Culture of education
Poverty of aspiration. That, Gordon Brown will argue today, lies at the heart of the failure of the British education system to be world beating. The prime minister has, once again, put on his thinking hat for what promises to be another densely argued speech. He believes that the educational debate in this country since the war has been damaged by an obsession either with state-only solutions or market-only solutions. In fact, he will argue neither can provide the complete answer when the real problem lies with the culture of education in this country.
Poverty of aspiration has been driven, he argues, by an elitist equation that more education must equal less quality and that there is limited room at the top. This pessimistic view is, in any event, outdated, he will argue, by globalisation. The competition is, in other words, no longer to be in the elite with A grades or places at Oxbridge but for a place in highly skilled, highly paid workforce of the global economy.
What does this mean in practice? There he is somewhat more vague.
He's setting a new target to eliminate within the next five years what are now dubbed failing schools. All schools, he'll say, should meet the target of getting at least 30% of their pupils achieving 5 A*-C grades at GCSE including English and Maths. To achieve this he'll urge councils to use both market and state solutions - turning failing schools into academies or bringing in private sector support or simply closing them down.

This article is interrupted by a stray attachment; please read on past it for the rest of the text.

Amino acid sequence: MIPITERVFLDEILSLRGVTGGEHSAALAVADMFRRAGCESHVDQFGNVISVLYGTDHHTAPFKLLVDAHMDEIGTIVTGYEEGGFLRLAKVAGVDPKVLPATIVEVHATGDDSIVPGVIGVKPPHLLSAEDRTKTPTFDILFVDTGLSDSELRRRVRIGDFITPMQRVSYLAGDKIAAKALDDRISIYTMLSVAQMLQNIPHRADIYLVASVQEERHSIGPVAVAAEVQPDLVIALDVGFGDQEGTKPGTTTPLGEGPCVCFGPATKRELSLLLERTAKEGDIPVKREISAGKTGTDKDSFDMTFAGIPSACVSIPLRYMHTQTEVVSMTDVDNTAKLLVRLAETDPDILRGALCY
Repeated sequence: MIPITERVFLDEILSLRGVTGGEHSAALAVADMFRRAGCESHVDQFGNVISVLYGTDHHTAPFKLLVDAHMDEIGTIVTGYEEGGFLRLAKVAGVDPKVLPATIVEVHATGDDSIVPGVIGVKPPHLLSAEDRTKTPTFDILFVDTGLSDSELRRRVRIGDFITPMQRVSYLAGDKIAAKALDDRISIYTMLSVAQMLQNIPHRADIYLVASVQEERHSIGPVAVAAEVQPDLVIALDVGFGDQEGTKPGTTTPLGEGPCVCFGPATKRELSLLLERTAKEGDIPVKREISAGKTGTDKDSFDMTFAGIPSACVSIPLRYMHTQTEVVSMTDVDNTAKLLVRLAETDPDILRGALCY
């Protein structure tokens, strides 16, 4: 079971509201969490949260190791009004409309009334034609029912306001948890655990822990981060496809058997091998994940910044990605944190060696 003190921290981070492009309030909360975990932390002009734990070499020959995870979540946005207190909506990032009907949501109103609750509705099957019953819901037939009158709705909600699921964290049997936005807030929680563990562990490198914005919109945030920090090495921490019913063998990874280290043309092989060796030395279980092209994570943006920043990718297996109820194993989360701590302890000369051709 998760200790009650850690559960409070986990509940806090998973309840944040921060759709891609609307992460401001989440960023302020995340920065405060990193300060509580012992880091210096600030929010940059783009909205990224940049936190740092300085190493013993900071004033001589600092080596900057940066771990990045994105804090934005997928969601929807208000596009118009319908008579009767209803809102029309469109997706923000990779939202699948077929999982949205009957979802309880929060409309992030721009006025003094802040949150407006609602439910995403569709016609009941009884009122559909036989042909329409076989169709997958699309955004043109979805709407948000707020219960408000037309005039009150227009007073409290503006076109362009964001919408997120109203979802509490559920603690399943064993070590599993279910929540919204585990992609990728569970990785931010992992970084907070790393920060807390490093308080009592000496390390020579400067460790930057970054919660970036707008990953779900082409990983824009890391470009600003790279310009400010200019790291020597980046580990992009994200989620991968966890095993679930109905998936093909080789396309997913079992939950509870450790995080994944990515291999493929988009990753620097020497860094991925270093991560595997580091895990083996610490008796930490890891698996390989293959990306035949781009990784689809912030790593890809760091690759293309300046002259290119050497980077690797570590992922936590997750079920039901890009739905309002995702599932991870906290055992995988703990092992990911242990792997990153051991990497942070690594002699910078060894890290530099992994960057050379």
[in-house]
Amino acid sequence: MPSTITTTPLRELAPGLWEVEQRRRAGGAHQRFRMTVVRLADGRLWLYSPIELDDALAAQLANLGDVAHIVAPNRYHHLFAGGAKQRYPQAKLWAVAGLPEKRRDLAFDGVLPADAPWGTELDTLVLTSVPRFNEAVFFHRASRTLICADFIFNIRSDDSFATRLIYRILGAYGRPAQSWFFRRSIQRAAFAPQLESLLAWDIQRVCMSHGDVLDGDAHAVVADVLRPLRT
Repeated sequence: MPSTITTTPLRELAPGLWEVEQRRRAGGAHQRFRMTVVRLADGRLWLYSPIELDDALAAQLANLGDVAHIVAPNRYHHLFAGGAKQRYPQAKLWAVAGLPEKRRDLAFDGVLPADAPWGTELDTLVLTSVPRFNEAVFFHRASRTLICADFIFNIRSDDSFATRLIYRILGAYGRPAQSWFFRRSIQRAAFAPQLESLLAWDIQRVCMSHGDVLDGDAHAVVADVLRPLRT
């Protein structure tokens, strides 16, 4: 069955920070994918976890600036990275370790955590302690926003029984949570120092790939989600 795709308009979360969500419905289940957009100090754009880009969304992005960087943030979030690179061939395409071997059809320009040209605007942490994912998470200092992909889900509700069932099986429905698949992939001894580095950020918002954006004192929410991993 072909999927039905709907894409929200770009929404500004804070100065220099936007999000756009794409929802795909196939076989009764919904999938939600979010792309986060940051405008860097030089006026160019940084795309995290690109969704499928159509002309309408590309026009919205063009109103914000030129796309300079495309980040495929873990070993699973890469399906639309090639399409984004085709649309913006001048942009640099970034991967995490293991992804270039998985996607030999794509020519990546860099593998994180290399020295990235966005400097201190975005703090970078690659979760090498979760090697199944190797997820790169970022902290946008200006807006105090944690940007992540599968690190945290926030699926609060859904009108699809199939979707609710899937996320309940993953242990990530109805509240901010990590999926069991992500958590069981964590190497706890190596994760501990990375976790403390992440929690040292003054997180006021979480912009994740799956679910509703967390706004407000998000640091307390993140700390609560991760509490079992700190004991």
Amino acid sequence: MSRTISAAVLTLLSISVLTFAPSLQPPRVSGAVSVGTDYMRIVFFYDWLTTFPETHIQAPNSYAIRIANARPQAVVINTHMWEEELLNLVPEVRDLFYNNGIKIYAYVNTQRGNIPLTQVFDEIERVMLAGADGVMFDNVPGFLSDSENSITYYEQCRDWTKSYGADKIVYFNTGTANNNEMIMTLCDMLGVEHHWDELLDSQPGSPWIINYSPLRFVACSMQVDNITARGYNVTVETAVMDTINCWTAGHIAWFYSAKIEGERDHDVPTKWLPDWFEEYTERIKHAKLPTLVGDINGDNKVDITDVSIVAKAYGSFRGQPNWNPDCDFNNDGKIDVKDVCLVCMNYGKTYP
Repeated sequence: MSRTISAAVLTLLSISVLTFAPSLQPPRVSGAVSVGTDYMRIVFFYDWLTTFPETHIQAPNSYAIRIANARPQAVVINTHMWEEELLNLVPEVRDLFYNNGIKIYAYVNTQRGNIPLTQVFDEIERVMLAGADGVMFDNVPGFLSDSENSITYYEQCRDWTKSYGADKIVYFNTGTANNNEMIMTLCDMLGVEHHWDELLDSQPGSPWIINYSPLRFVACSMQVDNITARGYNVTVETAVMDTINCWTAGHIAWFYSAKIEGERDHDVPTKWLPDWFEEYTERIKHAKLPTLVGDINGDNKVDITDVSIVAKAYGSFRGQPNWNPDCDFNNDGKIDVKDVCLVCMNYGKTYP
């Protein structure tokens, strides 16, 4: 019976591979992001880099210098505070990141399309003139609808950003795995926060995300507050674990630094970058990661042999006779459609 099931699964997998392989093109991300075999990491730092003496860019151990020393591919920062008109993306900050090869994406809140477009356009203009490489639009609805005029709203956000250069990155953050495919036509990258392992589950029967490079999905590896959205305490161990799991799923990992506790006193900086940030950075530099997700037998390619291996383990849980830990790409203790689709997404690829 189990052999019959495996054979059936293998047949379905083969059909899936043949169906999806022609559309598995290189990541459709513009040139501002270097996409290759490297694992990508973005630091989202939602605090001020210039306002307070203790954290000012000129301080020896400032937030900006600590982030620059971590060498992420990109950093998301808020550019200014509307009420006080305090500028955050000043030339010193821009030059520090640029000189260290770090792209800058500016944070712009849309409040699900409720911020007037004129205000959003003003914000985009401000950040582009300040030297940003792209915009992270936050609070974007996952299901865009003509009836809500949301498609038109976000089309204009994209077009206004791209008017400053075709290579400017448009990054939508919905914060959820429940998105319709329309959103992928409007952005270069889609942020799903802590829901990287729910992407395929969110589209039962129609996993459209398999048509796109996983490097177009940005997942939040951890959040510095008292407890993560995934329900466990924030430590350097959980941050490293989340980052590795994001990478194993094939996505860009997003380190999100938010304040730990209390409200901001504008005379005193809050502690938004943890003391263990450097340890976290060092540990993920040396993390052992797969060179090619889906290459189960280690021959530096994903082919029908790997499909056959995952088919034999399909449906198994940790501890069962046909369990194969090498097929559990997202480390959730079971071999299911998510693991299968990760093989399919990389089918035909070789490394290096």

He will pledge to do more to recruit the brightest and the best to be teachers and to increase the level of parental engagement and interest in a child’s learning.
Whilst pledging to raise the aspiration of the school system Mr Brown will argue that every child should aspire to an apprenticeship if not to higher education. There will, he will promise, be up to £15,000 to compensate employers for the costs of that training.
UPDATE, 01:00PM: Some are concerned about my reference to the "British education system". Britain, of course, has three education systems and the UK has four. Whilst the specific policy of closing failing schools or turning them into city academies does not apply outside England, the Brown critique about "poverty of aspiration" clearly does apply to all.
Brown's speech (which you can read here) makes an interesting contrast to Michael Gove - the Tory education spokesman's article in today's Telegraph. The Tories are manning the barricades in defence of the A-level "gold standard" as once they did over the dilution of excellence in our universities. Labour is claiming that this is an old fashioned and elitist defence of educational privilege for a few.
My school motto was ‘I will try my utmost’. The motto of the school in the next-door town was ‘rise to the light’. And as I have travelled around the country I have seen just how aspirational and inspirational school mottos can be:
‘No goal is beyond our reach’ is the motto of the Business Academy Bexley.
‘The best in everyone’ of Paddington Academy.
‘Achievement beyond expectation’ of Banksome School in Darlington.
‘Excellence through endeavour’ of the Kennet School Newbury.
‘To strive and achieve is to succeed’ of the Howard School Medway.